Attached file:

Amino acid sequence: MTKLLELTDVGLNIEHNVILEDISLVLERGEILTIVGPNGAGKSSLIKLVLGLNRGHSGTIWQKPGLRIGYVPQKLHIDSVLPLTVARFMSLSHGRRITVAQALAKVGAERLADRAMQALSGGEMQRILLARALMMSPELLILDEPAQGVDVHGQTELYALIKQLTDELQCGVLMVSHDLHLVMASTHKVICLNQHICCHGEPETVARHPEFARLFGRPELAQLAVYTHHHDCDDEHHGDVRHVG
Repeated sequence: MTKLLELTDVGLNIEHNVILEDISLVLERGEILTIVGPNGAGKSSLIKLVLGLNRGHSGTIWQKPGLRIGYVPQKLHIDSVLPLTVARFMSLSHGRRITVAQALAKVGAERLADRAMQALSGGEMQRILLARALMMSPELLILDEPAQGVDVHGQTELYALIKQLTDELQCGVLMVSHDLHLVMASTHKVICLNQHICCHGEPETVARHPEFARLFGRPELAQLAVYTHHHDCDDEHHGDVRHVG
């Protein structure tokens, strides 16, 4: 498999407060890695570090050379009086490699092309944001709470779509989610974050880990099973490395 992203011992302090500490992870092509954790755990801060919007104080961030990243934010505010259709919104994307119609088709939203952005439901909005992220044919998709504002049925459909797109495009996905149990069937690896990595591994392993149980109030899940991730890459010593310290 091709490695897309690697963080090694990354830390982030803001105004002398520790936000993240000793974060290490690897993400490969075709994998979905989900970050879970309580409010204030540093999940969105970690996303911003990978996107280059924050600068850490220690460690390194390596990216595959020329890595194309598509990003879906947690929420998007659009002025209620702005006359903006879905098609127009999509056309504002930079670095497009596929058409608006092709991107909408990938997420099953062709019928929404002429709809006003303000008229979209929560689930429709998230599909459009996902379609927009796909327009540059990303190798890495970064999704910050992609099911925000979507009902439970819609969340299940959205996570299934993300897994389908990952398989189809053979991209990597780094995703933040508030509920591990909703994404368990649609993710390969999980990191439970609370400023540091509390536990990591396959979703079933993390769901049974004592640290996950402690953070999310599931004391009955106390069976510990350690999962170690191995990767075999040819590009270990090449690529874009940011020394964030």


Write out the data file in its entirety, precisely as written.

Amino acid sequence: MTKLLELTDVGLNIEHNVILEDISLVLERGEILTIVGPNGAGKSSLIKLVLGLNRGHSGTIWQKPGLRIGYVPQKLHIDSVLPLTVARFMSLSHGRRITVAQALAKVGAERLADRAMQALSGGEMQRILLARALMMSPELLILDEPAQGVDVHGQTELYALIKQLTDELQCGVLMVSHDLHLVMASTHKVICLNQHICCHGEPETVARHPEFARLFGRPELAQLAVYTHHHDCDDEHHGDVRHVG
Repeated sequence: MTKLLELTDVGLNIEHNVILEDISLVLERGEILTIVGPNGAGKSSLIKLVLGLNRGHSGTIWQKPGLRIGYVPQKLHIDSVLPLTVARFMSLSHGRRITVAQALAKVGAERLADRAMQALSGGEMQRILLARALMMSPELLILDEPAQGVDVHGQTELYALIKQLTDELQCGVLMVSHDLHLVMASTHKVICLNQHICCHGEPETVARHPEFARLFGRPELAQLAVYTHHHDCDDEHHGDVRHVG
């Protein structure tokens, strides 16, 4: 498999407060890695570090050379009086490699092309944001709470779509989610974050880990099973490395 992203011992302090500490992870092509954790755990801060919007104080961030990243934010505010259709919104994307119609088709939203952005439901909005992220044919998709504002049925459909797109495009996905149990069937690896990595591994392993149980109030899940991730890459010593310290 091709490695897309690697963080090694990354830390982030803001105004002398520790936000993240000793974060290490690897993400490969075709994998979905989900970050879970309580409010204030540093999940969105970690996303911003990978996107280059924050600068850490220690460690390194390596990216595959020329890595194309598509990003879906947690929420998007659009002025209620702005006359903006879905098609127009999509056309504002930079670095497009596929058409608006092709991107909408990938997420099953062709019928929404002429709809006003303000008229979209929560689930429709998230599909459009996902379609927009796909327009540059990303190798890495970064999704910050992609099911925000979507009902439970819609969340299940959205996570299934993300897994389908990952398989189809053979991209990597780094995703933040508030509920591990909703994404368990649609993710390969999980990191439970609370400023540091509390536990990591396959979703079933993390769901049974004592640290996950402690953070999310599931004391009955106390069976510990350690999962170690191995990767075999040819590009270990090449690529874009940011020394964030």